cd as in the shell command to change the working directory.

How do I change the current working directory in Python?

14 Answers 14


You can change the working directory with:

import os


There are two best practices to follow when using this method:

  1. Catch the exception (WindowsError, OSError) on invalid path. If the exception is thrown, do not perform any recursive operations, especially destructive ones. They will operate on the old path and not the new one.
  2. Return to your old directory when you're done. This can be done in an exception-safe manner by wrapping your chdir call in a context manager, like Brian M. Hunt did in his answer.

Changing the current working directory in a subprocess does not change the current working directory in the parent process. This is true of the Python interpreter as well. You cannot use os.chdir() to change the CWD of the calling process.

  • I've heard somewhere that you can change the CWD of the parent process in Plan9. I don't remember in what context I heard it even, but anyway. =) – PEZ Jan 10 '09 at 23:15
  • 102
    Although you're on the right track with returning to your old dir, del is the wrong way to do it. Python is a GC'd language and doesn't support RAII. Use a context manager and the with statement instead (enter and exit). – Rhamphoryncus Jun 15 '10 at 19:03
  • 2
    I think the use of __del__ is probably misunderstood from this example... – vault Aug 6 '14 at 10:32
  • 2
    cdunn2001's lightweight decorator-based answer is the ideal approach for modern Python. The above answer demonstrates why. Never call os.chdir() outside of a context manager, unless you think you know what you're doing. (You probably don't.) – Cecil Curry May 22 '16 at 5:19
  • 4
    This is the easiest way in an interactive shell, I think. Note that in Windows, you have to use forward slashes, like os.chdir("C:/path/to/location") – Josiah Jul 25 '16 at 11:45

Here's an example of a context manager to change the working directory. It is simpler than an ActiveState version referred to elsewhere, but this gets the job done.

Context Manager: cd

import os

class cd:
    """Context manager for changing the current working directory"""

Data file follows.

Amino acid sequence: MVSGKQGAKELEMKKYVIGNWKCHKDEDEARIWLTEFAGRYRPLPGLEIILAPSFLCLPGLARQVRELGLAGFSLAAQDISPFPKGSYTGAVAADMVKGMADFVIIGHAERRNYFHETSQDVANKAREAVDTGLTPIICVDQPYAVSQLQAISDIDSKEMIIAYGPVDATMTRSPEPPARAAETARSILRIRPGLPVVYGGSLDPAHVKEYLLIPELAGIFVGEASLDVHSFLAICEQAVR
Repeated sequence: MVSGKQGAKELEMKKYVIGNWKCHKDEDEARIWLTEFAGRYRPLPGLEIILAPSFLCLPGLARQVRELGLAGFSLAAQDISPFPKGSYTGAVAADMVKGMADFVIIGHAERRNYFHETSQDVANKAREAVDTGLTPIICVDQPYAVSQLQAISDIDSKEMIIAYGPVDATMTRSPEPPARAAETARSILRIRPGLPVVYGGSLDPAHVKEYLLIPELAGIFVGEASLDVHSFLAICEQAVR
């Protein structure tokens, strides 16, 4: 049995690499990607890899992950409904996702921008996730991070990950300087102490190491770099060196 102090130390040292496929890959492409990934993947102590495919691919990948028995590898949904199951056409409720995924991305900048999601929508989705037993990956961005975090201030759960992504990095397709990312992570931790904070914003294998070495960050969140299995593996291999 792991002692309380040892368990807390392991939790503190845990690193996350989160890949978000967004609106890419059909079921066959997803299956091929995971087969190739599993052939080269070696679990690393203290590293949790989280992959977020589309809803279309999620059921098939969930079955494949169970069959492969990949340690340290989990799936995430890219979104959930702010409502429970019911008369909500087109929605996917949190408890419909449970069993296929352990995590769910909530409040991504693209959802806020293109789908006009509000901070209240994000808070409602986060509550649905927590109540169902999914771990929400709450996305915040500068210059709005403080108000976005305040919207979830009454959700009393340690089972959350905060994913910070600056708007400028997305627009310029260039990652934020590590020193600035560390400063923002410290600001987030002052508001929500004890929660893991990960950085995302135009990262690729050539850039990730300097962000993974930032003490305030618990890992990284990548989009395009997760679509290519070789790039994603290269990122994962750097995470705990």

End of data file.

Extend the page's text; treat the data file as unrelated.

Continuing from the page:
def __init__(self, newPath):
        self.newPath = os.path.expanduser(newPath)

    def __enter__(self):
        self.savedPath = os.getcwd()

    def __exit__(self, etype, value, traceback):

Or try the more concise equivalent(below), using ContextManager.


import subprocess # just to call an arbitrary command e.g. 'ls'

# enter the directory like this:
with cd("~/Library"):
   # we are in ~/Library

# outside the context manager we are back wherever we started.
  • 12
    This should be in the accepted answer instead of that class. Can you edit the answer and add your context manager for solution 2? – JaviMerino Apr 8 '14 at 10:33
  • 1
    Please don't keep expanding your answer. Multiple answers from different perspectives are fine. – cdunn2001 Mar 15 '15 at 18:26
  • 2
    Too much work.. – SDsolar Aug 2 '17 at 3:43
  • Thank you!! :3 Too much work – anlijudavid Sep 21 '17 at 15:43
  • If you ever need to know what directory you changed FROM, you can just add return self at the end of __enter__. That way you can do with cd('foo') as cm: and access the previous dir as cm.savedPath – Sam F Mar 27 '18 at 7:35

I would use os.chdir like this:


By the way, if you need to figure out your current path, use os.getcwd().

More here

  • 20
    Who knows... When I wrote that answer 4 years ago I wasn't aware if there were any other options. – Evan Fosmark Jun 4 '13 at 16:27
  • 1
    You wrote that 8 years and 6 months ago. Hello from August 2017. Now there is no question about it. TNX – SDsolar Aug 2 '17 at 3:45

cd() is easy to write using a generator and a decorator.

from contextlib import contextmanager
import os

def cd(newdir):
    prevdir = os.getcwd()

Then, the directory is reverted even after an exception is thrown:


with cd('/tmp'):
    # ...
    raise Exception("There's no place like home.")
# Directory is now back to '/home'.
  • 2
    Also, note this potential blunder (to forget the try/finally). – cdunn2001 Dec 26 '14 at 21:59
  • 5
    Brilliance! If the introductory commentary from the accepted answer were injected into this answer, this would be immeasurably ideal. Still, this answer's concise, Pythonically safe implementation warrants all the upvotes I have to give. – Cecil Curry May 22 '16 at 5:13
  • 3
    Why yield and not return? Is this supposed to be a generator? – EKons Aug 5 '16 at 9:19
  • Please comment on the relevance of yield vs return! – NicoBerrogorry Jul 18 '17 at 5:27
  • 1